Tuesday, June 17, 2014

A conversation with Commodore's Bob Bender

My next interview is with Bob Bender of the Commodore Corp in Goshen, IN. I’ve met Bob several times and found him to be very open about what he sees for the future of modular housing in the US

Modcoach: Bob, could you give us your background at Commodore and what you did before joining them?

Bob: My title is COO of The Commodore Corporation. We build both modular and manufactured housing. Our Pennwest, Manorwood, Commodore Homes of Virginia, and new R-Anell Housing divisions are exclusively modular, and our Indiana division is nearly exclusive modular. I have been in the industry nearly 10 years, all with Commodore, working across roles from production worker through General Manager to my current role. Prior to Commodore, I worked at Eastman Kodak (when it was a real company!) for 16 years, and as software company executive for another 8 years.

Modcoach: You recently added R-Anell  in Crouse, NC to your list of factory brands. R-Anell has done commercial projects in the past, does this mean that Commodore is about ready to work in that arena?

Bob: We believe our job is to make builders successful and did not want to impact their business models. We have focused exclusively on the residential market, with the occasional small duplex. With our recent R-Anell acquisition, we will evaluate commercial in the future at that facility given its unique capabilities. R-Anell recently completed another hotel project.

Modcoach:  Has Commodore Corp been staying ahead of the curve when it comes to Energy Savings and Green Building?

Bob: It has been interesting to find the right price points to drive interest in energy-savings, as opposed to when required by code. We continue to believe it is both the right thing to do, plus the future codes will require more. Much of energy-saving options require that the builder promote them, and we are always looking for tools and training for them to promote the choices.

Modcoach: You and talked earlier about the changing size of new homes and how the site builders are influencing that. Could you expand on that?

Bob: Average sizes are really driven by the geographic market served, and competitive forces over the past 6 years. I believe smaller ranches and two-stories became tougher to compete with site-builders, who may have been focused on keeping their crews working. That would affect average sizes our companies built. We have seen more interest recently from our builders in smaller homes, which could suggest their local site-built competition could be trying to make some margin now.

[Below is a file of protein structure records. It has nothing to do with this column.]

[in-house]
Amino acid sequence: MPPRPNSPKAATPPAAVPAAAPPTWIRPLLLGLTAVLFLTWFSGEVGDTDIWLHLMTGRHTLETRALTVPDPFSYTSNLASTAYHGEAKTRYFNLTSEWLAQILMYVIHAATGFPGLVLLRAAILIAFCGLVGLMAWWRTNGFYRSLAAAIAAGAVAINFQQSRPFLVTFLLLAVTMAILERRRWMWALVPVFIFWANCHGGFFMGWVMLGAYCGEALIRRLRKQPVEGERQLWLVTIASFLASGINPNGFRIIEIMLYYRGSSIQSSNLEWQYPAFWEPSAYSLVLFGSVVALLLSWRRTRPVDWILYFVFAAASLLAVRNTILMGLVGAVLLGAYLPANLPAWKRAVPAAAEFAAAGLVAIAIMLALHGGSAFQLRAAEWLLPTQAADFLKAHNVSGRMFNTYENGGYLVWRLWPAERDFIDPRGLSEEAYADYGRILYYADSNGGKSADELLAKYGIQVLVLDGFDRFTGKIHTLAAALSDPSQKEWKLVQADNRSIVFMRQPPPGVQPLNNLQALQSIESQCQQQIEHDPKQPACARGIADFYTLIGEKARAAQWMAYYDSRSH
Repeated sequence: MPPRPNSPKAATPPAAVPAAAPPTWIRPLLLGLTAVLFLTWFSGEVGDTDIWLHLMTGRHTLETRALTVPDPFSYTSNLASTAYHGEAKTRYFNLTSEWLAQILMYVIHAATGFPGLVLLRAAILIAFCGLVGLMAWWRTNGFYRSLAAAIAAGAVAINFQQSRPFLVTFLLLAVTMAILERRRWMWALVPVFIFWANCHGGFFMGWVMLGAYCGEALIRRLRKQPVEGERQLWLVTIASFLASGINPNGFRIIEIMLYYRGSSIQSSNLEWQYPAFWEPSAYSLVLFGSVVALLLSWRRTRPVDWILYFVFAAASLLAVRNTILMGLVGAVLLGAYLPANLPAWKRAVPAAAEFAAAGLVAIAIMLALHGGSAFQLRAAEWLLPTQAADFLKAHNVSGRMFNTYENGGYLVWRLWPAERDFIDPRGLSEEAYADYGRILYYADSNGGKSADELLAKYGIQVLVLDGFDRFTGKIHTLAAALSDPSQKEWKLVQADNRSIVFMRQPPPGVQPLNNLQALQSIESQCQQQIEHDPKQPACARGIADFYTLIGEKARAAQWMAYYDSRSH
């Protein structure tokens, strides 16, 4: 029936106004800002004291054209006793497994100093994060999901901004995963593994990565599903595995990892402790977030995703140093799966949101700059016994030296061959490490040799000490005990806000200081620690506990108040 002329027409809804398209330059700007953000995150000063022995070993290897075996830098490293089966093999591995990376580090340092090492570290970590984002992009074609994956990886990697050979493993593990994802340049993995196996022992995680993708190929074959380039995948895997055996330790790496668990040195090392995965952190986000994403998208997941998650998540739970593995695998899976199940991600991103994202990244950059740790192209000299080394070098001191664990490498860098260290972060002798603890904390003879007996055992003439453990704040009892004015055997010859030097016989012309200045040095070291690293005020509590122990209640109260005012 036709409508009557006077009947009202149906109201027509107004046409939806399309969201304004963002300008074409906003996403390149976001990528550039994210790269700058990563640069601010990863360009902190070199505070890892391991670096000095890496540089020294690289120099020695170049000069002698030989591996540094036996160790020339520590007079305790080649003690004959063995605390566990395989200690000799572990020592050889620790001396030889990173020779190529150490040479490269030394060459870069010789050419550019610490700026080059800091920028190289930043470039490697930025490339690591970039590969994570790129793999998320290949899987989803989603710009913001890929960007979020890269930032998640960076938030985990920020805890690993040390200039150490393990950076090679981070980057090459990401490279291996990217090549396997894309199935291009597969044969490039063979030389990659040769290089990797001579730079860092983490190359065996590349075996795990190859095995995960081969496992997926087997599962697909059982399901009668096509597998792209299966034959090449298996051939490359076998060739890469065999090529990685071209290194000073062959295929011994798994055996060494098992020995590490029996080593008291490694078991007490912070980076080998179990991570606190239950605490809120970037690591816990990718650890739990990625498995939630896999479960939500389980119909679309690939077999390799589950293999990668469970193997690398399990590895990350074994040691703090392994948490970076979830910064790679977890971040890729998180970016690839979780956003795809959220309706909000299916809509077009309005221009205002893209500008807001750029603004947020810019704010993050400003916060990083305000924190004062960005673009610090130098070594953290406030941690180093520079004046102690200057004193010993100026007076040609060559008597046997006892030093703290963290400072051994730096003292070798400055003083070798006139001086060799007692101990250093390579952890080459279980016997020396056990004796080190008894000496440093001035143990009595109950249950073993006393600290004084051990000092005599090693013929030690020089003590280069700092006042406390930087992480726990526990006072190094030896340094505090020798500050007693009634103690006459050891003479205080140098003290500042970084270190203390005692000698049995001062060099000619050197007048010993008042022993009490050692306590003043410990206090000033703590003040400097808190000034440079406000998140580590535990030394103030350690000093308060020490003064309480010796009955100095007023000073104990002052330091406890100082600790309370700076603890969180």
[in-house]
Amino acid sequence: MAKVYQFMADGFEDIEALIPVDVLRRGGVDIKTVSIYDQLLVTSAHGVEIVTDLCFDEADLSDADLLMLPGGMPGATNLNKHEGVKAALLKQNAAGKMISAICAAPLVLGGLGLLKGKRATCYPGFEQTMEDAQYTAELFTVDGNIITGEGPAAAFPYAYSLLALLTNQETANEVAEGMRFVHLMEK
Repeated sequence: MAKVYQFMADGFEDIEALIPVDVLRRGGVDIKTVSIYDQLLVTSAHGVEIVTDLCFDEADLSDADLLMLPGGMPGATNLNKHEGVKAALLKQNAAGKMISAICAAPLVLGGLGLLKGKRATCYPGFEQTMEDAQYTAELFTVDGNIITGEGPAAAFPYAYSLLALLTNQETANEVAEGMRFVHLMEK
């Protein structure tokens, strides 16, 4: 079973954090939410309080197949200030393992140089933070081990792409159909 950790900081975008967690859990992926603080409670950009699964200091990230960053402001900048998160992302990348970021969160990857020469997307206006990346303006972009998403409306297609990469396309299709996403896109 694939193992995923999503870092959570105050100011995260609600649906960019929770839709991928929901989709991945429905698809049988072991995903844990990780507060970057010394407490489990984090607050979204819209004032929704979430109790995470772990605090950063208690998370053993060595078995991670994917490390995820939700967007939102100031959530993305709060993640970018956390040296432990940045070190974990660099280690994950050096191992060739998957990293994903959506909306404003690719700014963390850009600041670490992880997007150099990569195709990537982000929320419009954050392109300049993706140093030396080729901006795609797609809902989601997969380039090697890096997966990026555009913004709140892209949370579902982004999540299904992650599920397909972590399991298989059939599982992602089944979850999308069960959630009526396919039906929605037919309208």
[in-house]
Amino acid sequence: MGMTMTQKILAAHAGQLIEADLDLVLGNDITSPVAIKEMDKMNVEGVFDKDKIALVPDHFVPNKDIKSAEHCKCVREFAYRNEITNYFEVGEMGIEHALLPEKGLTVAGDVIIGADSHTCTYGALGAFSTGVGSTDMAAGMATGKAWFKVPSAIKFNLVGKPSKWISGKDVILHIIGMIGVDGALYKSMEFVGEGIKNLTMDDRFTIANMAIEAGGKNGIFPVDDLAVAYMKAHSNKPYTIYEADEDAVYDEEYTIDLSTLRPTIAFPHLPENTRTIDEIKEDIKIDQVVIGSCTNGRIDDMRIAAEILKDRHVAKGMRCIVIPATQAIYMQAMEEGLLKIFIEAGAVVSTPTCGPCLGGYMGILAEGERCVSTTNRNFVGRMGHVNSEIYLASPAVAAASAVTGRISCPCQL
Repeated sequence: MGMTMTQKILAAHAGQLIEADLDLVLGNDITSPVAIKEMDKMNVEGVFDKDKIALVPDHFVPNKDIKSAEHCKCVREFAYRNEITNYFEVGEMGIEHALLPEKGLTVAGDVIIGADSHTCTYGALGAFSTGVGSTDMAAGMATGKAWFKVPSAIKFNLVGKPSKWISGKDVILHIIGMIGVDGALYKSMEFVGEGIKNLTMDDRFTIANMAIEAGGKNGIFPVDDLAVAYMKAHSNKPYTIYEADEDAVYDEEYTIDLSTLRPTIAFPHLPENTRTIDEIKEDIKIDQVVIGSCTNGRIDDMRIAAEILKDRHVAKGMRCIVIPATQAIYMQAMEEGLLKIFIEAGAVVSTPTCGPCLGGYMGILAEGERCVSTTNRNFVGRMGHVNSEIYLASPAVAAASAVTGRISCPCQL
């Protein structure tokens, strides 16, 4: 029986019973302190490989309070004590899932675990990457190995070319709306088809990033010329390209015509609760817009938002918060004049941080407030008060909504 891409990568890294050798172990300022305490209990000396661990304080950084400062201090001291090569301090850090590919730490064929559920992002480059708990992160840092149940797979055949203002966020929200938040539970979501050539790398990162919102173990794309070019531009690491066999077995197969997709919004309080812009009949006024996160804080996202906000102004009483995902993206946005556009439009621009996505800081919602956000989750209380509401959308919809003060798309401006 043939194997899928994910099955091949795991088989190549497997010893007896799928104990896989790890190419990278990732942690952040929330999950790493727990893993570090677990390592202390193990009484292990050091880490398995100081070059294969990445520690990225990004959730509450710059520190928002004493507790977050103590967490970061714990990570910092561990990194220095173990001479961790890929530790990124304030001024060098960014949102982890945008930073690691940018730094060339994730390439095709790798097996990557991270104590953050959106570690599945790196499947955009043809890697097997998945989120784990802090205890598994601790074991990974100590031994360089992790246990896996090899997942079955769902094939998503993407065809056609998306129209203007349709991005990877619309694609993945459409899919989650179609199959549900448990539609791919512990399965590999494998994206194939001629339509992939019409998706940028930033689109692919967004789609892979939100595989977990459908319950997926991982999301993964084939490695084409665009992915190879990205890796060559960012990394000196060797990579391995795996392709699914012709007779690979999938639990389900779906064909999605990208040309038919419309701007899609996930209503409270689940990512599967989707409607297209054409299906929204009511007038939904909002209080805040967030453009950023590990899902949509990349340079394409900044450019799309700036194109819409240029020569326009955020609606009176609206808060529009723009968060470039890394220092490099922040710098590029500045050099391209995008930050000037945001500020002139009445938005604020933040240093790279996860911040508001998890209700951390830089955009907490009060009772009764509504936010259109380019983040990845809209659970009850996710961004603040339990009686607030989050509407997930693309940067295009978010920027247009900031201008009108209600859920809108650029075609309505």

Modcoach: I talk a lot about factories having a tough time attracting “new to modular” builders. Have you experienced that?

Bob: We have been fortunate that much of our builder-base has been with us for a long time. Our focus is to help our builders be successful, and the fun part is to understand what success means for each of our builders. We have the financial strength and management stability to offer a broad range of tools. When we review opportunities with new builders, our first job is to make sure we can build them a good home at a fair price. After that, it we have to understand what else could help: unique marketing tools and collateral, custom standards, inventory financing, cash flow support, etc. The real success happens when both parties share the same culture and goals long-term.

Modcoach: I’ve been asking every factory person what they are doing on the social media front. Are you working that side as well?

Bob: We continue to invest in both web and social media and have been for quite a while. We continue to learn from our online sources, and share that with our builders. The interesting hurdle manufacturers may face in the future is learning how far we can communicate with potential homeowners as users expect conversations on social media sites. On a personal note, I’ve been involved in online businesses since the mid-90’s, and used to think I was ahead of the curve. The curve is moving so fast now it has become tougher to predict where things are headed and on what platform.

Modcoach: I also try to ask everyone why the modular housing share of the total housing market is stuck at 3%. Why do you think we can’t get a bigger market share?

Bob: Probably like everyone who has come into the business, it’s exciting to think that a simple 2-3% increase in market share means 100% growth to an industry. What you learn is that the real opportunity is a subset of the overall single-family market. Local restrictions and competitive pressure makes it harder to reach into many urban markets (single-family homes). While we’ve had some success in building subdivisions, it is really tough to compete against most tract or production builders. Once you scale away those markets, the percentage is a little better but the industry should be able to grab a lot more.

It still feels like the modular concept makes more sense than the market share it has today. Modular is really a construction technique and process, not necessarily a different home. I am interested in many things being considered at MHBA with Tom Hardiman, and excited to be part of that. I hope the readers of your blog consider becoming part of that effort.

Bob, thank you for an interesting interview. I completely agree that joining the MHBA is one of the best ways to join together as an industry and work toward increasing modular’s awareness with new home buyers. I wish you and Commodore the best for years to come.

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